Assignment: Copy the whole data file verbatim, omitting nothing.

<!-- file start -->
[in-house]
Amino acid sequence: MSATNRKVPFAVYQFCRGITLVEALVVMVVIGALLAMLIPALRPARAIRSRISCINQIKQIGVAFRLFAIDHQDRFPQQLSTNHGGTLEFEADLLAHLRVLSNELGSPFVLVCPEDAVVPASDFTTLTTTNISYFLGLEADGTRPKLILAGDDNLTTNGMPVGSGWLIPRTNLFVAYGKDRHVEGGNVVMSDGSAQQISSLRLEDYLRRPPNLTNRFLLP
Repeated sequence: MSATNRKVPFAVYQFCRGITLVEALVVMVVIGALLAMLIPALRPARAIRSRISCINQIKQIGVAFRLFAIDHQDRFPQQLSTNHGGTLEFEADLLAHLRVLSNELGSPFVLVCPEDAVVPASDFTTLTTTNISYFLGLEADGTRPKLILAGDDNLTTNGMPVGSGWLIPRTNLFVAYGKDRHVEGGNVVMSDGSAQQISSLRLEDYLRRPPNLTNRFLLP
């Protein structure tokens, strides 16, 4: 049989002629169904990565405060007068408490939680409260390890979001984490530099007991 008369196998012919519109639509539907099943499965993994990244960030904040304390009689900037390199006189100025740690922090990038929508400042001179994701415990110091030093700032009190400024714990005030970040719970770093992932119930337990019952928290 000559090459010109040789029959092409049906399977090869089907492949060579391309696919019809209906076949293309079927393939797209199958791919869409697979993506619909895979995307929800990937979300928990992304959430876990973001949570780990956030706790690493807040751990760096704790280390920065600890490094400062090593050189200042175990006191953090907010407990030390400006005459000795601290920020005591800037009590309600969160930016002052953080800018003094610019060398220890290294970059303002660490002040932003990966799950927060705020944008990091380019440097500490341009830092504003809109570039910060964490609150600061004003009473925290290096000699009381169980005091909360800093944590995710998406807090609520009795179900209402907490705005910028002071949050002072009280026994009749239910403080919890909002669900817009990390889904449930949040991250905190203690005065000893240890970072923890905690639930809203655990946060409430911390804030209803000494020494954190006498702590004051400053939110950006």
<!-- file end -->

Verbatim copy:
[in-house]
Amino acid sequence: MSATNRKVPFAVYQFCRGITLVEALVVMVVIGALLAMLIPALRPARAIRSRISCINQIKQIGVAFRLFAIDHQDRFPQQLSTNHGGTLEFEADLLAHLRVLSNELGSPFVLVCPEDAVVPASDFTTLTTTNISYFLGLEADGTRPKLILAGDDNLTTNGMPVGSGWLIPRTNLFVAYGKDRHVEGGNVVMSDGSAQQISSLRLEDYLRRPPNLTNRFLLP
Repeated sequence: MSATNRKVPFAVYQFCRGITLVEALVVMVVIGALLAMLIPALRPARAIRSRISCINQIKQIGVAFRLFAIDHQDRFPQQLSTNHGGTLEFEADLLAHLRVLSNELGSPFVLVCPEDAVVPASDFTTLTTTNISYFLGLEADGTRPKLILAGDDNLTTNGMPVGSGWLIPRTNLFVAYGKDRHVEGGNVVMSDGSAQQISSLRLEDYLRRPPNLTNRFLLP
């Protein structure tokens, strides 16, 4: 049989002629169904990565405060007068408490939680409260390890979001984490530099007991 008369196998012919519109639509539907099943499965993994990244960030904040304390009689900037390199006189100025740690922090990038929508400042001179994701415990110091030093700032009190400024714990005030970040719970770093992932119930337990019952928290 000559090459010109040789029959092409049906399977090869089907492949060579391309696919019809209906076949293309079927393939797209199958791919869409697979993506619909895979995307929800990937979300928990992304959430876990973001949570780990956030706790690493807040751990760096704790280390920065600890490094400062090593050189200042175990006191953090907010407990030390400006005459000795601290920020005591800037009590309600969160930016002052953080800018003094610019060398220890290294970059303002660490002040932003990966799950927060705020944008990091380019440097500490341009830092504003809109570039910060964490609150600061004003009473925290290096000699009381169980005091909360800093944590995710998406807090609520009795179900209402907490705005910028002071949050002072009280026994009749239910403080919890909002669900817009990390889904449930949040991250905190203690005065000893240890970072923890905690639930809203655990946060409430911390804030209803000494020494954190006498702590004051400053939110950006």